Sharon’s husband, Wayne, wholeheartedly agreed to Lois Anderson’s suggestion that the profits be donated to the ASDP Charitable Foundation. So Wayne got his house cleared out of a lot of stuff he knew nothing about, many people got new supplies and a little bit of Sharon to hang on to, and the New Jersey chapter got to support two charities that encourage sewing in the process.
Sharon was a talented dressmaker, a good friend and mentor, and a knowledgeable teacher who was totally dedicated to her craft. Although she is sorely missed by the New Jersey chapter and all of her ASDP friends, being the kind of person Sharon was, she would be thrilled to know she helped others prosper in a career she was so passionate about.
We thank Lois Anderson, President, ASDP NJ Chapter, for these memories of Sharon and for inspiring this significant donation to the ASDP Charitable Foundation.
Through donations such as this and those from other members the Foundation is picking up momentum. We hope to be assisting future sewists soon. We welcome your support.
“Darlings of Dress: Children’s Costume 1860-1920” by Norma Shephard is a beautifully organized look at sixty years of children’s fashions. The book is nearly two hundred pages of visual joy looking not just at children’s fashions, but the societies that designed them. Ms. Shephard provides a stunning timeline that clearly delineates the change from Victorian children dressed as miniature adults to the 20th century embrace of children as children who need to move and play.
While perusing the chapters, all laid out by decade, I was very impressed not only in the variety of the pictures (almost always more than one image of each style being discussed) but with the depth of knowledge Ms. Shephard provided. In each decade she delved briefly and concisely into the views of the day regarding the purpose of clothing, the prevailing thoughts on health, new technologies that were available, and children’s place within society. The book also does an excellent job of tracking the provenance of garments and the transition from homemade to store-bought as well as what garments were procured where. Even as catalog and store bought clothes gained traction, there were still some garments made at home. As each new style is introduced it is accompanied by a vivid description of shape, fabric options, as well as popular colors and combinations. Often, garments are described that are not actually pictured. While initially frustrating to not see the garments, they are so meticulously described that they come alive in the reader’s mind thanks to the fullness of Ms. Shephard’s writing.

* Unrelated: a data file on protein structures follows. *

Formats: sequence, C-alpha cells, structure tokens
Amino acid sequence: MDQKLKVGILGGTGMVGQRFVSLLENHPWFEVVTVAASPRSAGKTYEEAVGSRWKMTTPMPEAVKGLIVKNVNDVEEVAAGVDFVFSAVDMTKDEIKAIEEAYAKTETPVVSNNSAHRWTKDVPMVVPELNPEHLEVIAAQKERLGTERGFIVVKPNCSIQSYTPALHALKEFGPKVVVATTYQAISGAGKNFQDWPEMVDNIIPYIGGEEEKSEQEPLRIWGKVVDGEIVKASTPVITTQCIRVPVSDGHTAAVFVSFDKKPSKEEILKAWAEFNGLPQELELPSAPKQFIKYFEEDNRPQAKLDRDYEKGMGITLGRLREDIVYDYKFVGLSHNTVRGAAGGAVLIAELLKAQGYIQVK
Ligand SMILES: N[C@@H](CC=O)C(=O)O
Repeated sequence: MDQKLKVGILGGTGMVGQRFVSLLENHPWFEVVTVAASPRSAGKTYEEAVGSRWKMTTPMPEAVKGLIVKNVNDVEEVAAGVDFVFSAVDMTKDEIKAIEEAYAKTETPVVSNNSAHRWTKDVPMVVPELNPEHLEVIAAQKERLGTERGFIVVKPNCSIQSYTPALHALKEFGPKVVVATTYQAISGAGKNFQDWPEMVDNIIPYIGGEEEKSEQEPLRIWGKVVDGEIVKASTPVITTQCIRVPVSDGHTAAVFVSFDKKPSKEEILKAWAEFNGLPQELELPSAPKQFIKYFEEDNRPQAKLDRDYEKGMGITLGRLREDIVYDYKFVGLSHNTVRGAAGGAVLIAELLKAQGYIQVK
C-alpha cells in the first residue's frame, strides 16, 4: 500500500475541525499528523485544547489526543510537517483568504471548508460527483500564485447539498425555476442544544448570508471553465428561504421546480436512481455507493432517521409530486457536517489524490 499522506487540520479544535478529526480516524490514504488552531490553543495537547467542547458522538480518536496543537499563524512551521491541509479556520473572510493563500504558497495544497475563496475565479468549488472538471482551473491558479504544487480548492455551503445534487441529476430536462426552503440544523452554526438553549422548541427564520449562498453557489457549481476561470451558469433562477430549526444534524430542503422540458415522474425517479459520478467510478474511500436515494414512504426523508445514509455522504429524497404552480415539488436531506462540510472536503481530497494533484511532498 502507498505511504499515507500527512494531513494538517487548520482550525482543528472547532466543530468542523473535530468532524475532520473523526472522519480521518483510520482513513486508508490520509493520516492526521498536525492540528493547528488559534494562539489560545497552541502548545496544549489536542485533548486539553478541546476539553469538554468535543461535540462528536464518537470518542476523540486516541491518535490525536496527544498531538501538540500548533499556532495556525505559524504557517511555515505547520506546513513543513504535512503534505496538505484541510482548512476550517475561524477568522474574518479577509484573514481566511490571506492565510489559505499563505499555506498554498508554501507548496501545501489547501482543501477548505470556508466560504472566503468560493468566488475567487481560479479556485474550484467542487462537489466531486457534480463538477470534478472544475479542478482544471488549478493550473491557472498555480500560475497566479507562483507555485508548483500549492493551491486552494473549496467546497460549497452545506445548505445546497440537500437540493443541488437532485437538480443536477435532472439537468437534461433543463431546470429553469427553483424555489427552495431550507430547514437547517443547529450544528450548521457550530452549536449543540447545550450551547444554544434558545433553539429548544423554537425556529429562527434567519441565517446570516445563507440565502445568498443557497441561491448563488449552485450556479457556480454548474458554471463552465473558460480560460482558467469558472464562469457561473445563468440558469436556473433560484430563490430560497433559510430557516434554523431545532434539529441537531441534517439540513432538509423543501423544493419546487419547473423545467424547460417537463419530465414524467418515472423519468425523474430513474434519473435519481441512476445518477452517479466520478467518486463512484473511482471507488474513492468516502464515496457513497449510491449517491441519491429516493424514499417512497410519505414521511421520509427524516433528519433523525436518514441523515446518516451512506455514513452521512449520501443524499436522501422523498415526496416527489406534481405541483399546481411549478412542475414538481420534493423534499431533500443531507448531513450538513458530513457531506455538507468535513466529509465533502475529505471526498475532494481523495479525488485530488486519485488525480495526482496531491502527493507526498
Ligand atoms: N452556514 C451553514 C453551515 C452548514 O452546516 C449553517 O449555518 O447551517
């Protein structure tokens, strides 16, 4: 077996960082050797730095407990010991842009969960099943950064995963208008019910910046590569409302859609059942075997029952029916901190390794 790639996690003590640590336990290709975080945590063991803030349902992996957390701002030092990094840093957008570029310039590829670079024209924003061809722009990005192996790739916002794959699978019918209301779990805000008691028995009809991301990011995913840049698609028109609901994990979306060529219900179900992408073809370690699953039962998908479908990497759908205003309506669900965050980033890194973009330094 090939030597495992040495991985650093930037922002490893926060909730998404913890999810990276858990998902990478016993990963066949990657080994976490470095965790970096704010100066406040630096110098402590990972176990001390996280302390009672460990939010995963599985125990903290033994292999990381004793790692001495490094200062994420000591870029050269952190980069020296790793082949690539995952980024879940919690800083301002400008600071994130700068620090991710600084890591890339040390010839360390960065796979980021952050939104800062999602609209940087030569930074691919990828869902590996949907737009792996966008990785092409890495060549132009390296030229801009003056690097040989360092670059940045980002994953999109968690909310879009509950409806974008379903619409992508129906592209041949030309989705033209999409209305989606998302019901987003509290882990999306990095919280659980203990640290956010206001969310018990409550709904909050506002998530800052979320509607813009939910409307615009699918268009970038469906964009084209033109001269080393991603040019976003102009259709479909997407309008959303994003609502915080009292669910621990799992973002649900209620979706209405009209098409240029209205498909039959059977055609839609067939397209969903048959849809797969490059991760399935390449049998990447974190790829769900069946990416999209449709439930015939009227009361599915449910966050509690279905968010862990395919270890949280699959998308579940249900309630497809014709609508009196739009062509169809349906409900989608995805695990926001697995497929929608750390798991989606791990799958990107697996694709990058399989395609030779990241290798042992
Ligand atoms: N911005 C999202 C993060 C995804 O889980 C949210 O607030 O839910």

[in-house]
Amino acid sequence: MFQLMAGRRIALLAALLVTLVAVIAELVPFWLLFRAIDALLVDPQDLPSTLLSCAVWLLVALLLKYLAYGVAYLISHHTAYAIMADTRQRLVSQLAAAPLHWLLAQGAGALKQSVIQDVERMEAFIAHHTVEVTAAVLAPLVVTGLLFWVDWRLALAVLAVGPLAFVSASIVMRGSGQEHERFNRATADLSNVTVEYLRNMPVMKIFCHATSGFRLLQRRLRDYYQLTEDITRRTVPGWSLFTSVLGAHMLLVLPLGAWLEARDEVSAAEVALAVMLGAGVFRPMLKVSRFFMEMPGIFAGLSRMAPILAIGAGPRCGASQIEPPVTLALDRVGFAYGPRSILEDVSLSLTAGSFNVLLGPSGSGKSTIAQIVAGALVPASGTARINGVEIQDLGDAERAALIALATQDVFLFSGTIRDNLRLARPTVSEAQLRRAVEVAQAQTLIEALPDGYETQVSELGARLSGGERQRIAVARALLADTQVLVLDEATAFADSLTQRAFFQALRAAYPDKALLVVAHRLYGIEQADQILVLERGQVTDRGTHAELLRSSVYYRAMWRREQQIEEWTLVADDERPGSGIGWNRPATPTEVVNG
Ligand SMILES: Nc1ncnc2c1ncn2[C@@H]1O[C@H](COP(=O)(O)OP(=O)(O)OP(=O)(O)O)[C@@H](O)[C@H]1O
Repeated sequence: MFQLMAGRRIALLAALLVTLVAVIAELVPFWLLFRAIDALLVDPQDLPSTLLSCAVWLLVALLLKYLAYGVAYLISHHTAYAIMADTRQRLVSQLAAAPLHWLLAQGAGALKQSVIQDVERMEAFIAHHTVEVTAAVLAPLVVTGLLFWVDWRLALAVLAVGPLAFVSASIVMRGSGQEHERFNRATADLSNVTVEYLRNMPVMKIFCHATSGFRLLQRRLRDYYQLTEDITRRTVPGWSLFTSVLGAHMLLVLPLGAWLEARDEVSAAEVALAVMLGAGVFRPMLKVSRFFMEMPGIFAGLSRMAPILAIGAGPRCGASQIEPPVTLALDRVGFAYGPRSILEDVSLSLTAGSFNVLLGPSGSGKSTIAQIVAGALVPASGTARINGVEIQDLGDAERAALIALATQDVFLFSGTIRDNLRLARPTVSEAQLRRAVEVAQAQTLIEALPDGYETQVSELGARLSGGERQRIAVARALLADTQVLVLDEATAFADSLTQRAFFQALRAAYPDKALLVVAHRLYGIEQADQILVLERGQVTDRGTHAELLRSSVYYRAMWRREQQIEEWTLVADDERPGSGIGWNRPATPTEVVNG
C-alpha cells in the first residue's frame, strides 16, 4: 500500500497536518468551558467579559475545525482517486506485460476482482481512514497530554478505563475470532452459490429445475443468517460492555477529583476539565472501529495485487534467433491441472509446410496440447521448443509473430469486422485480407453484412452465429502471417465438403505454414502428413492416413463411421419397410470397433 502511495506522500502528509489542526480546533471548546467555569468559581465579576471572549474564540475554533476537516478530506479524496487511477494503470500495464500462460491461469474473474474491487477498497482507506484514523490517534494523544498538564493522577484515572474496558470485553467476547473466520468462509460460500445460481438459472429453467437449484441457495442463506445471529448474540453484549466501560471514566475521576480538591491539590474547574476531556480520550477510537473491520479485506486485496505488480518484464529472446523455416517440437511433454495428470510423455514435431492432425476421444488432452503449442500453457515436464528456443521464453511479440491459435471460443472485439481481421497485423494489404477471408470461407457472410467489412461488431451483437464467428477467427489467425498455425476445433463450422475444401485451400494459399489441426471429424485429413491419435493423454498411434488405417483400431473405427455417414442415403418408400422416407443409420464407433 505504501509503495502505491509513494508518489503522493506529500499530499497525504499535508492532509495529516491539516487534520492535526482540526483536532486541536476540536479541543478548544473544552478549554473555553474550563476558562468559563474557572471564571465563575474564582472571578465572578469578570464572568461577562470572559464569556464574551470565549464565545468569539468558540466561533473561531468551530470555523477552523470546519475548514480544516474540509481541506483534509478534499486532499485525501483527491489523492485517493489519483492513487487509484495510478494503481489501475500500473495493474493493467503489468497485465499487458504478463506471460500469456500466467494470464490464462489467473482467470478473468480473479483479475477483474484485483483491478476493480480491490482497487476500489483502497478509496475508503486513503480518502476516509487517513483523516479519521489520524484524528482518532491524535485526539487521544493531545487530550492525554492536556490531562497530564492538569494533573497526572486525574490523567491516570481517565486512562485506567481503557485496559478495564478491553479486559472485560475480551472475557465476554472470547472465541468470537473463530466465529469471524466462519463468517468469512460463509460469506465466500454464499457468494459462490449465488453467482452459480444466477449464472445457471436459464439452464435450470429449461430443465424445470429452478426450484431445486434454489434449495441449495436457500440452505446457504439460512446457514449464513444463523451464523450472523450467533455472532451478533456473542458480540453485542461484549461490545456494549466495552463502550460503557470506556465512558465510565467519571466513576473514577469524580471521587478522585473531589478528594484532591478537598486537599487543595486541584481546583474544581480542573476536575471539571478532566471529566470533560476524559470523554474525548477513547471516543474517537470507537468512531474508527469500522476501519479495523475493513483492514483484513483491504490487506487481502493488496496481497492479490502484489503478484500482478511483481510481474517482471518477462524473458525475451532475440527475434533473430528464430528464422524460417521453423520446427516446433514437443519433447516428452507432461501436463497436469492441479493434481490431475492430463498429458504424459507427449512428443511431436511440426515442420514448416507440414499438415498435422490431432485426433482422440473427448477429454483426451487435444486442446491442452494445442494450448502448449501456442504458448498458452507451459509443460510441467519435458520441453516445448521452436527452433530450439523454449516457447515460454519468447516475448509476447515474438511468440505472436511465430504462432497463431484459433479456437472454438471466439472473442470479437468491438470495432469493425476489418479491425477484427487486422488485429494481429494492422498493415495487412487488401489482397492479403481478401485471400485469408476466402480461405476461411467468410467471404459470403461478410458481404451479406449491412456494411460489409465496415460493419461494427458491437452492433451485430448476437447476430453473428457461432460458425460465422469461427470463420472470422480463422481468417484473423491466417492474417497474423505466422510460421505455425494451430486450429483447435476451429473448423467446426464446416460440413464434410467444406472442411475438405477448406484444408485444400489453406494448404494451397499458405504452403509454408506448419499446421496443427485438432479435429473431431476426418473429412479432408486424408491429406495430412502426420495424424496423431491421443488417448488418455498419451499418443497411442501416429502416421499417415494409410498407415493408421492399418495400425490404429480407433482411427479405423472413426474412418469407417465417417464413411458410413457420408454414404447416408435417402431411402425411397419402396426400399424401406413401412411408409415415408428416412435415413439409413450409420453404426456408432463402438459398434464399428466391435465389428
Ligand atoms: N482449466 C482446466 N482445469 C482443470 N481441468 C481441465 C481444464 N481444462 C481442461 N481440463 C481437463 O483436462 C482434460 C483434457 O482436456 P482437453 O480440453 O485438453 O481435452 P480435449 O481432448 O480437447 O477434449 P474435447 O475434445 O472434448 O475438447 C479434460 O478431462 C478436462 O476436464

The pages of “Darlings of Dress” are absolutely filled with beautiful black and white photos and illustrations, as well as colorized fashion plates, catalog images, and portraits for every era. It is charming and delightful to see not only how fashions for children were changing, but also how the advertising changed with the decades. This book brings so many clothing styles to life for the reader with a full accompaniment of shoes, and bags, and accessories for the growing little one. A personal favorite is the (slightly terrifying) child’s purse made of some taxidermied critter, complete with teeth and eyes.
The 1860s dressed children as pint-sized adults and ushered in the advent of the sewing machine. The 1870s, with the sewing machine more established, enabled the lower classes the imitate those with more means. Children's clothing became more ornate, providing a perfect introduction to the 1880s when children were dressed to see and be seen, as Ms. Shepard so accurately put it. The 1890s brought dress reform and a new consciousness about health and children’s needs while growing. By 1900, while elegance was still a concern, clothing started to be more about ease. The teens brought with them dropping waists, relaxed lines, and finally a bit more time for children to just be and grow as children. Ms. Shepard brings a wonderful personal history to the book as well, with the final decade of the book featuring several childhood pictures of the author’s father at various ages.